EU Criticizes Azerbaijan in Annual ‘Neighborhood’ Report

European Union flags fly outside of the European Commission building in Brussels

BRUSSELS—The European Commission has approved its 2014 European Neighborhood reports, highlighting progress and shortcomings made last year in the countries to the east and south of the European Union — several of them on Russia’s fringes.

The report, issued on March 25, includes assessments of Armenia, Azerbaijan, Georgia, Moldova, and Ukraine.

Belarus, which is also a member of the EU’s European Neighborhood group, is not included in the report because Minsk and Brussels have not yet agreed to a European Neighborhood Policy Action Plan.

Armenia backed out of signing a landmark agreement with the EU in 2013 and has since joined the Russian-dominated Eurasian Economic Union.

But the report says that negotiations soon will be launched on “a new EU-Armenia overarching agreement once the respective negotiating mandates have been approved.”

The EU says Armenia continued its democratic transition in 2014, but adds that “certain human rights issues, fundamental freedoms, and rule of law issues remained to be dealt with.”

The document says “the lack of trust in the judicial system persisted” and that “the fight against corruption remained a key issue.”

The EU also recommends more diversification in the country’s economy.

The EU sharply criticized Azerbaijan’s government for the political situation in the country.

The paper says there was a “regression in the democratic transition process and with regard to human rights and fundamental freedoms, e.g., the freedom of religion or belief, freedom of expression, and freedom of assembly.”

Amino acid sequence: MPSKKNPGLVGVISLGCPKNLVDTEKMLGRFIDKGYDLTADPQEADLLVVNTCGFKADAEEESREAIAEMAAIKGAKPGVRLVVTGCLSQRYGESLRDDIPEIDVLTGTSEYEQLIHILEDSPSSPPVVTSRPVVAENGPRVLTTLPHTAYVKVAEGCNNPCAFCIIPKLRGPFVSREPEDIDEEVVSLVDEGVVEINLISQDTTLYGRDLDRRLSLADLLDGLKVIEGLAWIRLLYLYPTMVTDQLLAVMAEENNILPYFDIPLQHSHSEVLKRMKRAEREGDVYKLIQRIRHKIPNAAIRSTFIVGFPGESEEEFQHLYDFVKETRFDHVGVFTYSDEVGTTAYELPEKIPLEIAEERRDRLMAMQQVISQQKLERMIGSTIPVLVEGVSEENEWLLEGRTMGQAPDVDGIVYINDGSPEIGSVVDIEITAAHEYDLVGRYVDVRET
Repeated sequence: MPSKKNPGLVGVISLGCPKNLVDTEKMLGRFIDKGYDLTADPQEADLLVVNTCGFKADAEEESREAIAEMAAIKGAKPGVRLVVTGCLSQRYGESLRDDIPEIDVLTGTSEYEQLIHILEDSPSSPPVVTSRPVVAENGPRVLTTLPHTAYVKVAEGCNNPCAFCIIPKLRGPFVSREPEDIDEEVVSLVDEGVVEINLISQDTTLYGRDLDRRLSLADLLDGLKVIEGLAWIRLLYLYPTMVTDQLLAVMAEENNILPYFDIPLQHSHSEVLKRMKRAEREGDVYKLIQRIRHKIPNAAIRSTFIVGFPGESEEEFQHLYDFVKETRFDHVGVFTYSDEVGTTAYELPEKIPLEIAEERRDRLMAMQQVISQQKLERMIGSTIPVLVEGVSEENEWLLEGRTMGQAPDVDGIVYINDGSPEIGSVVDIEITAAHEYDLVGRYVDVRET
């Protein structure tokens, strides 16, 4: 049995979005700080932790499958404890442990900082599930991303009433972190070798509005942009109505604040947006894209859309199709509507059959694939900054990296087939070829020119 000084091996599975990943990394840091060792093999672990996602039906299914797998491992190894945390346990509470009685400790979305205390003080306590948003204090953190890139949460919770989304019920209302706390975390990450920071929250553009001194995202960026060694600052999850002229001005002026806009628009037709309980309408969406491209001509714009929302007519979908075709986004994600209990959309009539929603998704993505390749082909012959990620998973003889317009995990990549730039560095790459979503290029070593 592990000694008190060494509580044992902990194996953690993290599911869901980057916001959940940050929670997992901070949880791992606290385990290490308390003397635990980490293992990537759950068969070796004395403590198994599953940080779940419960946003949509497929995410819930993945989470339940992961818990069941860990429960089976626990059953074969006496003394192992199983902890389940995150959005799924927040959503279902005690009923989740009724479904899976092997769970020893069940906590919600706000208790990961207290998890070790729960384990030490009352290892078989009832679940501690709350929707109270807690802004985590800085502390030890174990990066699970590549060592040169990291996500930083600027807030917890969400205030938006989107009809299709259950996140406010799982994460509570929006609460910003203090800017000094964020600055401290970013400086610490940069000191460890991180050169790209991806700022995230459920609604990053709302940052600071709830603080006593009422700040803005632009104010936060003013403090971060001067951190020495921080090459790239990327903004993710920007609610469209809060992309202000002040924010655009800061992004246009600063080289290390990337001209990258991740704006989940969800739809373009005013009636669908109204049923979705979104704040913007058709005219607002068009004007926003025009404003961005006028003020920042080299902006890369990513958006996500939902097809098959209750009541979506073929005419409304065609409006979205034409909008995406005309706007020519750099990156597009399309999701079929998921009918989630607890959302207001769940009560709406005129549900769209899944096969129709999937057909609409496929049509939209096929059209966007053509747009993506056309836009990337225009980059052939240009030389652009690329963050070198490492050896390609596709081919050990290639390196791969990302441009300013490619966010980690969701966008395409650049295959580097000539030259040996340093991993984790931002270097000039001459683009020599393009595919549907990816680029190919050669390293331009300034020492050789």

It says the situation of civil society organizations deteriorated considerably due to the introduction of a more restrictive legal framework and that “a number of prominent human right defenders were detained, travel bans were issued, and bank accounts of civil society organizations were frozen.”

The EU urges Baku to improve the situation regarding democracy and human rights in the country and to create a more conducive political and legal environment for civil society.

The document notes that the security situation in Azerbaijan’s breakaway Nagorno-Karabakh territory “remained a matter of serious concern amid unprecedented incidents and casualties since 1994, as well as rise in confrontational rhetoric and a continued arms race.”

The EU says Georgia continued its democratic transition.

According to the report, last year’s local elections were “generally in compliance with international standards, even though freedom of association and assembly were not fully ensured during the campaign.”

The text also says judicial independence remains fragile and that “the rights of minorities remained to be improved further” despite the adoption of an antidiscrimination law.

It also criticizes the treaties that Russia has signed with the breakaway regions Abkhazia and South Ossetia, noting that it violates Georgia’s territorial integrity.

The EU says it hopes that Tbilisi increases “the accountability and democratic oversight of law enforcement agencies” and encourages trade, education, travel, and investment across the administrative boundary line with Abkhazia and South Ossetia.


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